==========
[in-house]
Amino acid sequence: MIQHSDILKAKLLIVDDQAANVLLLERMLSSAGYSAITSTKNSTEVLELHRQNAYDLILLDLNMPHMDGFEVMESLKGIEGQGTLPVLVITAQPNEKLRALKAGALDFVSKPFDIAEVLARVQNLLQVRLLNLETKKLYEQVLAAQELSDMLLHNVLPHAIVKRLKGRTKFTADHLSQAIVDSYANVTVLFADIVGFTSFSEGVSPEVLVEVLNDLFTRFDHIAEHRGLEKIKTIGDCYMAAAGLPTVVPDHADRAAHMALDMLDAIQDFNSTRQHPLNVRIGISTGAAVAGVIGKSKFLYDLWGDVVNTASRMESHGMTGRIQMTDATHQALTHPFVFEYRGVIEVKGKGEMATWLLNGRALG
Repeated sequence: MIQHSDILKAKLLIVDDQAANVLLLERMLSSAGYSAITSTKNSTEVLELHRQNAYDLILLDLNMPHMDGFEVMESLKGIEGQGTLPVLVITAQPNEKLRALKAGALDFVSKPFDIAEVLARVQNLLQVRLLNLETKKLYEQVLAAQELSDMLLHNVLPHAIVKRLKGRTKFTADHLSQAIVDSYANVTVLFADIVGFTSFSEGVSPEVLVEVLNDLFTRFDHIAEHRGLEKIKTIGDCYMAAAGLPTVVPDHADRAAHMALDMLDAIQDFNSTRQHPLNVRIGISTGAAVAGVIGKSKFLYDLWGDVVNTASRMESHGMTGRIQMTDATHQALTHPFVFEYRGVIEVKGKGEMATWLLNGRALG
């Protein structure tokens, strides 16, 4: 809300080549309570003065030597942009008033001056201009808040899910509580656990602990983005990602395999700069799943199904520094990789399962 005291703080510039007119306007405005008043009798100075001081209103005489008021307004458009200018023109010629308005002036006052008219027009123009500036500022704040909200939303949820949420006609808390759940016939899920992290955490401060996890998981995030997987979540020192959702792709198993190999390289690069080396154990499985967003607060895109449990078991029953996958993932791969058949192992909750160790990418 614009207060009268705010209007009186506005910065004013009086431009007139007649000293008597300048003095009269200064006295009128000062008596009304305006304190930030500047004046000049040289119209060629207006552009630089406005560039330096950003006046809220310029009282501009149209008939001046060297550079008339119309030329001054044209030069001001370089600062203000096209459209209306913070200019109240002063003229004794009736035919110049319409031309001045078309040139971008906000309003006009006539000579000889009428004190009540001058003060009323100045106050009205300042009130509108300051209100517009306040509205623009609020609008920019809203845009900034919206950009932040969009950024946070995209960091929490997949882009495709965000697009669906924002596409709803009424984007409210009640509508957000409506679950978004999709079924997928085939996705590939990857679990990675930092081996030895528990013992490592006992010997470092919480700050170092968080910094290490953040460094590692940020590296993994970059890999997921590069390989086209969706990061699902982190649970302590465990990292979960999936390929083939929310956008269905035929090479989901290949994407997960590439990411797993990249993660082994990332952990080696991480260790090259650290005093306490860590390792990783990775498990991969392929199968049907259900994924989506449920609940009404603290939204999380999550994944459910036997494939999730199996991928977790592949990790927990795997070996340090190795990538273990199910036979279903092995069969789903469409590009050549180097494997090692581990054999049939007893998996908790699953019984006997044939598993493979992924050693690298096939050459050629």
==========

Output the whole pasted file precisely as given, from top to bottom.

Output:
[in-house]
Amino acid sequence: MIQHSDILKAKLLIVDDQAANVLLLERMLSSAGYSAITSTKNSTEVLELHRQNAYDLILLDLNMPHMDGFEVMESLKGIEGQGTLPVLVITAQPNEKLRALKAGALDFVSKPFDIAEVLARVQNLLQVRLLNLETKKLYEQVLAAQELSDMLLHNVLPHAIVKRLKGRTKFTADHLSQAIVDSYANVTVLFADIVGFTSFSEGVSPEVLVEVLNDLFTRFDHIAEHRGLEKIKTIGDCYMAAAGLPTVVPDHADRAAHMALDMLDAIQDFNSTRQHPLNVRIGISTGAAVAGVIGKSKFLYDLWGDVVNTASRMESHGMTGRIQMTDATHQALTHPFVFEYRGVIEVKGKGEMATWLLNGRALG
Repeated sequence: MIQHSDILKAKLLIVDDQAANVLLLERMLSSAGYSAITSTKNSTEVLELHRQNAYDLILLDLNMPHMDGFEVMESLKGIEGQGTLPVLVITAQPNEKLRALKAGALDFVSKPFDIAEVLARVQNLLQVRLLNLETKKLYEQVLAAQELSDMLLHNVLPHAIVKRLKGRTKFTADHLSQAIVDSYANVTVLFADIVGFTSFSEGVSPEVLVEVLNDLFTRFDHIAEHRGLEKIKTIGDCYMAAAGLPTVVPDHADRAAHMALDMLDAIQDFNSTRQHPLNVRIGISTGAAVAGVIGKSKFLYDLWGDVVNTASRMESHGMTGRIQMTDATHQALTHPFVFEYRGVIEVKGKGEMATWLLNGRALG
């Protein structure tokens, strides 16, 4: 809300080549309570003065030597942009008033001056201009808040899910509580656990602990983005990602395999700069799943199904520094990789399962 005291703080510039007119306007405005008043009798100075001081209103005489008021307004458009200018023109010629308005002036006052008219027009123009500036500022704040909200939303949820949420006609808390759940016939899920992290955490401060996890998981995030997987979540020192959702792709198993190999390289690069080396154990499985967003607060895109449990078991029953996958993932791969058949192992909750160790990418 614009207060009268705010209007009186506005910065004013009086431009007139007649000293008597300048003095009269200064006295009128000062008596009304305006304190930030500047004046000049040289119209060629207006552009630089406005560039330096950003006046809220310029009282501009149209008939001046060297550079008339119309030329001054044209030069001001370089600062203000096209459209209306913070200019109240002063003229004794009736035919110049319409031309001045078309040139971008906000309003006009006539000579000889009428004190009540001058003060009323100045106050009205300042009130509108300051209100517009306040509205623009609020609008920019809203845009900034919206950009932040969009950024946070995209960091929490997949882009495709965000697009669906924002596409709803009424984007409210009640509508957000409506679950978004999709079924997928085939996705590939990857679990990675930092081996030895528990013992490592006992010997470092919480700050170092968080910094290490953040460094590692940020590296993994970059890999997921590069390989086209969706990061699902982190649970302590465990990292979960999936390929083939929310956008269905035929090479989901290949994407997960590439990411797993990249993660082994990332952990080696991480260790090259650290005093306490860590390792990783990775498990991969392929199968049907259900994924989506449920609940009404603290939204999380999550994944459910036997494939999730199996991928977790592949990790927990795997070996340090190795990538273990199910036979279903092995069969789903469409590009050549180097494997090692581990054999049939007893998996908790699953019984006997044939598993493979992924050693690298096939050459050629």